相思

Longing

February 2021 / 王维

A short poem on love by Wang Wei.


相思 

Xiāngsī

Longing 


唐·王维

Táng· wáng wéi

By: Wang Wei


红豆生南国,

[red bean] [grow] [south] [country]

Hóngdòu shēng nánguó

The red beans sprout in the south.


春来发几枝。

[spring] [come] [grow] [how many] [sprouts]

chūnlái fā jǐ zhī.

How many shoots come with the spring?


愿君多采撷,

[hope] [respectful address, you] [many] [harvest]

Yuàn jūn duō cǎixié

I hope that you pick many more,


此物最相思。

[this] [contains] [most] [lovesick]

cǐ wù zuì xiāngsī.

For they hold my greatest longings for you.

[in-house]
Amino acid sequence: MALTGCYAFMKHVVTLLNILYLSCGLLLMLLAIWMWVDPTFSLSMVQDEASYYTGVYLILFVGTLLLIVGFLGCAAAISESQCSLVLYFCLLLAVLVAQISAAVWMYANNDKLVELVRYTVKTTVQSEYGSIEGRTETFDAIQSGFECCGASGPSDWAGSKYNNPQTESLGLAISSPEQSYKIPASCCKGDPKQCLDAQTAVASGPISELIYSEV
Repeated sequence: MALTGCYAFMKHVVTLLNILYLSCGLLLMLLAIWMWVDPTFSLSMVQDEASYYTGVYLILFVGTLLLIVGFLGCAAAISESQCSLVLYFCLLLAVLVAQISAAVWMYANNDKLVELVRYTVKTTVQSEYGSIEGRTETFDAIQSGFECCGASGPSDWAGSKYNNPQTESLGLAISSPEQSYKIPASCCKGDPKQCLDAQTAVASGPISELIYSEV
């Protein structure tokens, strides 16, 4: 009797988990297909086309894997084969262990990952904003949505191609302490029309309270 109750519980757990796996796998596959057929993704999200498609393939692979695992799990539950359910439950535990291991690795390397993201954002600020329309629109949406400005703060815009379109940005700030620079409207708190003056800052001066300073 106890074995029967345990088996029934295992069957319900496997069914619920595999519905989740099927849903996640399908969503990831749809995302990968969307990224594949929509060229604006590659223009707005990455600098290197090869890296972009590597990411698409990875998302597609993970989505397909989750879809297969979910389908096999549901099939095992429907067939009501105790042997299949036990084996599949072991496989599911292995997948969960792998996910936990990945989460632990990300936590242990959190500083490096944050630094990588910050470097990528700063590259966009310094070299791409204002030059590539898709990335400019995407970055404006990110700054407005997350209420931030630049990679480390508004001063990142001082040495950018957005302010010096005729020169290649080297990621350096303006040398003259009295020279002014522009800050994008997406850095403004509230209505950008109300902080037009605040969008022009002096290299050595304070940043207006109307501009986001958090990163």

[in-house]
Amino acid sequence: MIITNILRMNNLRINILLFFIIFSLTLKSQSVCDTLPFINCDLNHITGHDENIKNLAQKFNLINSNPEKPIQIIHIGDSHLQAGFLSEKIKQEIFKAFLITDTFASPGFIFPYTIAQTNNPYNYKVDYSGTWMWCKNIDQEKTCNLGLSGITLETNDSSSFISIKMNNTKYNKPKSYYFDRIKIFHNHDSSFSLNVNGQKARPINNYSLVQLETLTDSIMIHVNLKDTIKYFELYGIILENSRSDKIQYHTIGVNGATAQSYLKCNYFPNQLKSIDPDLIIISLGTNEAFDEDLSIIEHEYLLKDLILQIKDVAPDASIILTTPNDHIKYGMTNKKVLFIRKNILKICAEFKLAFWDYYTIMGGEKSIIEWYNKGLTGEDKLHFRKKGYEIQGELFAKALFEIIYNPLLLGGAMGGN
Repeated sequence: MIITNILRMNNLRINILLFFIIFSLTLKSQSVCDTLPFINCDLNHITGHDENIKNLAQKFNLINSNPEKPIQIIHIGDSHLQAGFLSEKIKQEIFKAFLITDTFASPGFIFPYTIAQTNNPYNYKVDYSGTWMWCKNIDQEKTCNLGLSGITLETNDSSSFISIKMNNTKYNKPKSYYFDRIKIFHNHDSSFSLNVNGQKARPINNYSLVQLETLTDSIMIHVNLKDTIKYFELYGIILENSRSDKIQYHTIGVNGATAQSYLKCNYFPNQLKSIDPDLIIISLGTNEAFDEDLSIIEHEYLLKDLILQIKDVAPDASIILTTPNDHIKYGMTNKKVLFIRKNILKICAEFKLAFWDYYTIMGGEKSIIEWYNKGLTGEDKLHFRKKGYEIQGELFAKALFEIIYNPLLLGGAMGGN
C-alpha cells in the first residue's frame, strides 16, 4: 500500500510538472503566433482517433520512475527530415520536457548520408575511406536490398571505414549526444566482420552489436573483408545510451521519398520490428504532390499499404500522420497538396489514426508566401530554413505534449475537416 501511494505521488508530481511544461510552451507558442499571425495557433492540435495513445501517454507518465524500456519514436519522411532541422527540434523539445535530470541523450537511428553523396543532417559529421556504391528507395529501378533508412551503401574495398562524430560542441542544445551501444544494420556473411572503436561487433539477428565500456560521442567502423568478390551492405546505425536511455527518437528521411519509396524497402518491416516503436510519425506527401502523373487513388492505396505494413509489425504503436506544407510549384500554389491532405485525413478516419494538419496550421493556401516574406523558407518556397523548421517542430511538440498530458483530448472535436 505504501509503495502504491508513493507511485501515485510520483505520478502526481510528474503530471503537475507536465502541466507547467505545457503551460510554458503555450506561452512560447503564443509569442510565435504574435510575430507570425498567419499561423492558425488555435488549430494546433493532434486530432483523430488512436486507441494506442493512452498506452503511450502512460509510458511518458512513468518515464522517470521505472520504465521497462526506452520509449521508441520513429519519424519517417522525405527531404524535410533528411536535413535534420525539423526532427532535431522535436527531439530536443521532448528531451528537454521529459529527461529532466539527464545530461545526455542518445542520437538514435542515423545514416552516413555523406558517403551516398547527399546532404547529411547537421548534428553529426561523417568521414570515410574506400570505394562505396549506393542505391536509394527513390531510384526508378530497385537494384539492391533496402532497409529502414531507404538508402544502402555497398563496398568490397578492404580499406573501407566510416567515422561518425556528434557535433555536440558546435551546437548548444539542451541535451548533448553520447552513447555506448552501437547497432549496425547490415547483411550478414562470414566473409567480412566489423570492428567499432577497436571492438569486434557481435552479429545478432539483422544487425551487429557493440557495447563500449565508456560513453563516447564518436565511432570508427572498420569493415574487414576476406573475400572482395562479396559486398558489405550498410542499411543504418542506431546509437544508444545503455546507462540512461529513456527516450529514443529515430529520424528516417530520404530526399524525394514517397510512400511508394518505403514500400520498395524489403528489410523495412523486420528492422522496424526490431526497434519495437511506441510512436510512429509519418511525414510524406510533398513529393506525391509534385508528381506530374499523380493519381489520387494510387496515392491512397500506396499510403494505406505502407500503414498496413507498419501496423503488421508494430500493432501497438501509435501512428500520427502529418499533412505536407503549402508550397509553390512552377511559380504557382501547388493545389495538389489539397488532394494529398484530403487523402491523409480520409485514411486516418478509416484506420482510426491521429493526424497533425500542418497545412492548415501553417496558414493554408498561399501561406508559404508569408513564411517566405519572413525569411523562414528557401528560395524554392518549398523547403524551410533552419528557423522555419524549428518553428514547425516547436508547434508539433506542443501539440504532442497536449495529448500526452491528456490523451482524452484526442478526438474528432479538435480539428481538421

Rhyme Scheme

XAXA (si/zhi)


Vocabulary

相思想念,to long for a lover

希望, wish

采撷, pluck

对人的敬称, respectful address


Analysis

Red beans (红豆), with their vermillion hues and cardioid form, have come to represent the human heart in Chinese culture. Though the first three lines of this poem are fairly straight forward, the fourth is particularly difficult to translate. 相思, alternatively translated as lovesickness, missing someone, or longing, is difficult to tease from the succinct verse of Tang era Chinese. In modern Chinese, the final phrase can best be approximated to 因为它最能寄托相思之情。寄托 is the key word here, meaning to imbue with sentiment. Wang Wei’s wife passed away at 32, and he never remarried. It is possible that this poem was written after her death.

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